The Effects of Adrenal Gland Removal

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The human body has many glands producing different hormones. The adrenal glands are above the kidneys and have two parts. The inner part is called the adrenal medulla, and the outer part is called the adrenal cortex. Each part has a different function and takes direction for production from the pituitary gland in the brain.

Function

  • The adrenal medulla is responsible for releasing hormones such as adrenaline into the blood stream. The adrenal cortex produces and releases other types of hormones that control how the body makes use of fats, carbohydrates and proteins. The adrenal cortex is also responsible for the production of the male hormone testosterone in both men and women, as well as the production of the hormone mineralocorticoids. Mineralocorticoids control blood pressure and levels of potassium and salt.

Removal

  • Although the adrenal glands produce important hormones, it is possible to remove one or both and maintain some degree of a normality. The removal of one or both of the adrenal glands is called an adrenalectomy. This procedure is usually done through laparoscopic surgery and only when a patient has adrenal cancer, which is extremely rare. Living with one adrenal gland is possible without the use of hormonal supplements. But hormonal supplements are usually required when both adrenal glands are removed.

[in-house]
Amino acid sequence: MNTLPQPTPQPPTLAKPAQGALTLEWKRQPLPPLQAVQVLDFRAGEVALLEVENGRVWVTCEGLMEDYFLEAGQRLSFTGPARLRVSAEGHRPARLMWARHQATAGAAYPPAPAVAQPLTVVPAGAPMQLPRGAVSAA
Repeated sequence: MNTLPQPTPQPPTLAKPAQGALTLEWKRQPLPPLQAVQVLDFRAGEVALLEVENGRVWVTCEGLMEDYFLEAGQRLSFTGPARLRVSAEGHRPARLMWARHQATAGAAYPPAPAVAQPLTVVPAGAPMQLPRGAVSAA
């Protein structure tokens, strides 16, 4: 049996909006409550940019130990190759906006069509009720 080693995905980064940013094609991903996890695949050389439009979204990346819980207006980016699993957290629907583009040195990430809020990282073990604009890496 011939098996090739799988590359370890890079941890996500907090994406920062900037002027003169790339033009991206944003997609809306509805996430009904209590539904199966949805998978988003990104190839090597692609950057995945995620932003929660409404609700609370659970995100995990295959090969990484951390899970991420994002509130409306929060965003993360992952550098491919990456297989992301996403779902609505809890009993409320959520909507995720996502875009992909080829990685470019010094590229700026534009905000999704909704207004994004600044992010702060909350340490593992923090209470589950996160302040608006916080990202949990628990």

Effects of Complete Removal

  • Partial or complete adrenal gland removal is only done in cases of adrenal cancer. Therefore, the patient must be prepared to deal not only with the drop in essential hormone production, but also with the side effects of chemotherapy and/or radiation treatment.
    To replace the hormonal production of the adrenal glands, a patient is often placed on hormone replacement therapies. Without this type of hormone replacement, the patient can develop other major health problems, such as diabetes, obesity, high-blood pressure and other symptoms of a nonfunctioning metabolism. Despite hormone replacement, radiation and chemotherapy, the prognosis for five-year survival is not positive. Statistics show that 65 to 90 percent of those who have received treatment will still die within five years.

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